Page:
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Cade & Associates analyzed the Bell Curve in Building Costs and Cash Flow management practices for General Contractors

Construction Accountants & CFO's

Managing the bell curve in building costs and cash flow is critical for the success of commercial construction projects.

Through meticulous planning, a correct Work in Progress (WIP) report, continuous monitoring, and strategic financial management, general contractors can navigate the bell curve challenges.”
— Jason Cade, Ph.D., MBA, CFE, CSOE, AAMS

OCEAN ISLE BEACH, NC, UNITED STATES, April 2, 2024 / -- General contractors face a unique set of challenges when it comes to managing building costs and cash flow. The nature of construction projects often follows a "bell curve" pattern, where expenses and cash outflows are minimal at the project's inception, increase significantly during the active construction phase, and then decrease as the project nears completion.

This pattern necessitates strategic financial planning and management to ensure the project's success and the contractor's financial stability. Cade & Associates' construction accountants & CFO experts delve into strategies for managing the bell curve in building costs and cash flow effectively.

Understanding the Bell Curve in Construction

The bell curve in construction projects is primarily driven by the project timeline and the associated costs at different stages. Initially, costs are low as the project involves planning, permits, and minor preliminary work. As the project progresses into active construction, costs escalate due to labor, materials, equipment, and subcontracting expenses. Finally, as the project wraps up, costs diminish, though final touches, landscaping, and administrative tasks can still incur significant expenses.

Cade & Associates construction CFO's build accurate Work in Progress (WIP) reports to ensure billing is managed closely to prevent cash flow issues created by the bell curve of construction costs.

Strategies for Managing Building Costs

1. Detailed Project Planning and Budgeting: Before breaking ground, conduct thorough planning and budgeting. Use historical data and current market prices to forecast costs accurately. A contingency budget is also crucial to cover unexpected expenses without derailing the project.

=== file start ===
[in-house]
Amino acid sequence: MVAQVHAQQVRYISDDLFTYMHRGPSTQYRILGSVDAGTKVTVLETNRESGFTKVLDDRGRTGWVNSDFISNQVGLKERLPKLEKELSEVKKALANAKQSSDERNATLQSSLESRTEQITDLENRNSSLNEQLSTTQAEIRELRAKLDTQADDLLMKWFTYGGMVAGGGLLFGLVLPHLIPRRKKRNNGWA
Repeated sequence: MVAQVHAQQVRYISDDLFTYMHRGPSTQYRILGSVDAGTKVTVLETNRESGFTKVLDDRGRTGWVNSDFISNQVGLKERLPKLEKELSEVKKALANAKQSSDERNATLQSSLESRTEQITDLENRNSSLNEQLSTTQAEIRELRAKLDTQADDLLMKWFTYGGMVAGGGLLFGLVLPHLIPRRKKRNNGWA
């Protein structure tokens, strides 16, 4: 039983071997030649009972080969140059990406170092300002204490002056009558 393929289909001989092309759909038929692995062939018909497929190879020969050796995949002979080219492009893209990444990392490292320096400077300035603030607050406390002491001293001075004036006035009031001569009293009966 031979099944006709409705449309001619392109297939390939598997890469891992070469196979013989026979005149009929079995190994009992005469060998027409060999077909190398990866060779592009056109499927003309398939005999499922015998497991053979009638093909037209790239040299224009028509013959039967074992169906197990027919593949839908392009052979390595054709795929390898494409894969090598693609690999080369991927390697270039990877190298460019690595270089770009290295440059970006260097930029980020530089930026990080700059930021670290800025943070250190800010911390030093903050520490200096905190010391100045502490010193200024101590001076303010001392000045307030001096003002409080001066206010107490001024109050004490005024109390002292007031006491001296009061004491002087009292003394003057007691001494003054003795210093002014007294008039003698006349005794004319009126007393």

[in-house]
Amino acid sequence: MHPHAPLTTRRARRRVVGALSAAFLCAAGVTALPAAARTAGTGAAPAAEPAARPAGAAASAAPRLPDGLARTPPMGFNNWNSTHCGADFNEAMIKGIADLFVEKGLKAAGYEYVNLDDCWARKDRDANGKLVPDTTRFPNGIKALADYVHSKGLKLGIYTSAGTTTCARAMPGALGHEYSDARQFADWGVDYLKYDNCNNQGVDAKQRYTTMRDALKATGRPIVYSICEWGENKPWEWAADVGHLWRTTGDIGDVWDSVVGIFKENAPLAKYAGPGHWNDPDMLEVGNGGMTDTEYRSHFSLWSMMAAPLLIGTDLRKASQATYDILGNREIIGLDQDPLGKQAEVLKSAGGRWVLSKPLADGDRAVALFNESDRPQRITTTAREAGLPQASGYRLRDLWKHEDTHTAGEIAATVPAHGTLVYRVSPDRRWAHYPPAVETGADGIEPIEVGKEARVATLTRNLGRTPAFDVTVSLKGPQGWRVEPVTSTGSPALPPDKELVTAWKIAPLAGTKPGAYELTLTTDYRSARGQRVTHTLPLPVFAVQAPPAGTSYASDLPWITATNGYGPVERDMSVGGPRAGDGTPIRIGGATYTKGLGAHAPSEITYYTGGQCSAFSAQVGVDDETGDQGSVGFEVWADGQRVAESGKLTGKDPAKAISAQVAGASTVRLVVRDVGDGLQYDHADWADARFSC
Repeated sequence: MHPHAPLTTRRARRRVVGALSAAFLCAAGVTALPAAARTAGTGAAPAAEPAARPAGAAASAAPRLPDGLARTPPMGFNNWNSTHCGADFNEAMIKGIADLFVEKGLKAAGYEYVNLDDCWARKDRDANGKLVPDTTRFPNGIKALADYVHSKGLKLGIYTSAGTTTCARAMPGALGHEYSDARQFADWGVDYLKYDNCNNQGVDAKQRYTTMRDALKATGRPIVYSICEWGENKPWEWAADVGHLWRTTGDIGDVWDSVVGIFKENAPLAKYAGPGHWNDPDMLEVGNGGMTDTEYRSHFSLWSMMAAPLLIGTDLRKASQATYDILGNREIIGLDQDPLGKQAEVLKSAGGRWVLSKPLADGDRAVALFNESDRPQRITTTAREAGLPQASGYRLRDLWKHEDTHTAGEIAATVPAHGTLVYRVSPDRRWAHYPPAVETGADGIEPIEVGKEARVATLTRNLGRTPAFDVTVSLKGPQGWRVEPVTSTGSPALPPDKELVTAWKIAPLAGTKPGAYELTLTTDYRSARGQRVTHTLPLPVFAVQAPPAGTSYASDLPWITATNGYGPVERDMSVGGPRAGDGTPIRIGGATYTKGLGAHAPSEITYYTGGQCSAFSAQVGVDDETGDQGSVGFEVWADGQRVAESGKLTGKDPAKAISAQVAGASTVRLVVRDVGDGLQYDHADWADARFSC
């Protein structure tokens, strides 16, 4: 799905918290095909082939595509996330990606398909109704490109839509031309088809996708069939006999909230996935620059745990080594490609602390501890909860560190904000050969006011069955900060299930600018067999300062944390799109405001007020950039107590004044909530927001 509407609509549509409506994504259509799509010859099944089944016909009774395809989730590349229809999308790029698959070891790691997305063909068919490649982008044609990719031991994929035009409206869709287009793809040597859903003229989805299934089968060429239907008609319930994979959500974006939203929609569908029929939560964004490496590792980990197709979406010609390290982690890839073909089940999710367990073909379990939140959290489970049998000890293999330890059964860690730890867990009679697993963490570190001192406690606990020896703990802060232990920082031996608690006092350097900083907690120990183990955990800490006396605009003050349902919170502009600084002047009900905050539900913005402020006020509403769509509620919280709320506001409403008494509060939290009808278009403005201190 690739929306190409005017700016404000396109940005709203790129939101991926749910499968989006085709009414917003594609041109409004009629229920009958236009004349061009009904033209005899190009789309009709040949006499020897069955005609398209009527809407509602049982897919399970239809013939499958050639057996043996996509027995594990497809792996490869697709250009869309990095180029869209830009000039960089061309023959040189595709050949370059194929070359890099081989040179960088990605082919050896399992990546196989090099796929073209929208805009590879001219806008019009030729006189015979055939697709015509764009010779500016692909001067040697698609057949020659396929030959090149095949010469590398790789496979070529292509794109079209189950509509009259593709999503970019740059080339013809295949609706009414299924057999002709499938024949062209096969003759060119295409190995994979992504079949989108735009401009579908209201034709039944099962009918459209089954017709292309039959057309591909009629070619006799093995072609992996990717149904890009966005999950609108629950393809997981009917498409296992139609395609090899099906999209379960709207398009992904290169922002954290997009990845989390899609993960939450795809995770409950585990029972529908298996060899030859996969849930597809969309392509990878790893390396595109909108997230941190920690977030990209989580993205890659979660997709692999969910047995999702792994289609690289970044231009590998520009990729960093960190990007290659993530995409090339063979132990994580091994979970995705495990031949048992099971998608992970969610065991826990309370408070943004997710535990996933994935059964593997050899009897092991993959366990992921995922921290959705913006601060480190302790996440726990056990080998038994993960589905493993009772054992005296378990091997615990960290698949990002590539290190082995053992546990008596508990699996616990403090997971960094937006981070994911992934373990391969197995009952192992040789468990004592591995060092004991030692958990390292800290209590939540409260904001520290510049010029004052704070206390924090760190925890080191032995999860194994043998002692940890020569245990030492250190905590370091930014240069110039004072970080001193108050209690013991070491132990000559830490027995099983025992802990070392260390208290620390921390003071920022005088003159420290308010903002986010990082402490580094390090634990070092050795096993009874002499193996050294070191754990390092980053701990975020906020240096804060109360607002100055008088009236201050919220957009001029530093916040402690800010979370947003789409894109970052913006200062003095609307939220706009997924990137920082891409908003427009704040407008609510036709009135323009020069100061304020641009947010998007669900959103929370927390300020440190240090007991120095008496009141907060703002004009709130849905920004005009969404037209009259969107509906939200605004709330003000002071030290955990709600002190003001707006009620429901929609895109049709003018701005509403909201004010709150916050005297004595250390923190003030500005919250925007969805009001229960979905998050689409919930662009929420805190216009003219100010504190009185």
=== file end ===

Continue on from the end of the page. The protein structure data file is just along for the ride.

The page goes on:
2. Continuous Cost Monitoring: Implement a system for real-time cost tracking against the budget. This allows for immediate identification of budget overruns and enables corrective actions to be taken promptly.

3. Efficient Procurement and Inventory Management: Bulk purchasing and early procurement of materials can lock in prices and avoid cost escalations. Efficient inventory management ensures materials are used judiciously, reducing waste and theft.

4. Use of Technology: Leveraging construction management software can streamline project management, budgeting, scheduling, and cost control, providing a comprehensive view of the project's financial health.

Strategies for Managing Cash Flow

1. Staged Financing and Payments: Structure contracts to include staged payments that align with project milestones. This ensures a steady inflow of cash to cover costs as they arise. Additionally, securing a line of credit can provide a buffer for cash flow shortfalls.

2. Prompt Invoicing and Efficient Receivables Management: Ensure invoices are issued promptly upon completion of milestones, and follow up diligently on receivables to minimize delays in payments.

3. Cost Control and Delay Mitigation: Actively manage costs and project timelines to avoid delays, which can significantly impact cash flow. Implementing lean construction techniques can enhance efficiency and reduce waste.

4. Subcontractor and Supplier Management: Develop strong relationships with subcontractors and suppliers. Negotiate favorable payment terms and ensure they adhere to project timelines to prevent delays and additional costs.


Managing the bell curve in building costs and cash flow is critical for the success of construction projects. Dr. Jason Cade, Founder of Cade & Associates, stated through meticulous planning, a correct Work in Progress (WIP) report, continuous monitoring, and strategic financial management, general contractors can navigate the challenges presented by the bell curve. Embracing technology and fostering strong relationships with project stakeholders further enhances the ability to manage costs and cash flow effectively, ensuring project profitability and contractor financial stability. Cade & Associates work with General Contractors across the US and has offices located in NC, SC, & IN.

Dr. Jason Cade, Ph.D., MBA, CFE, CSOE, AAMS
Cade & Associates
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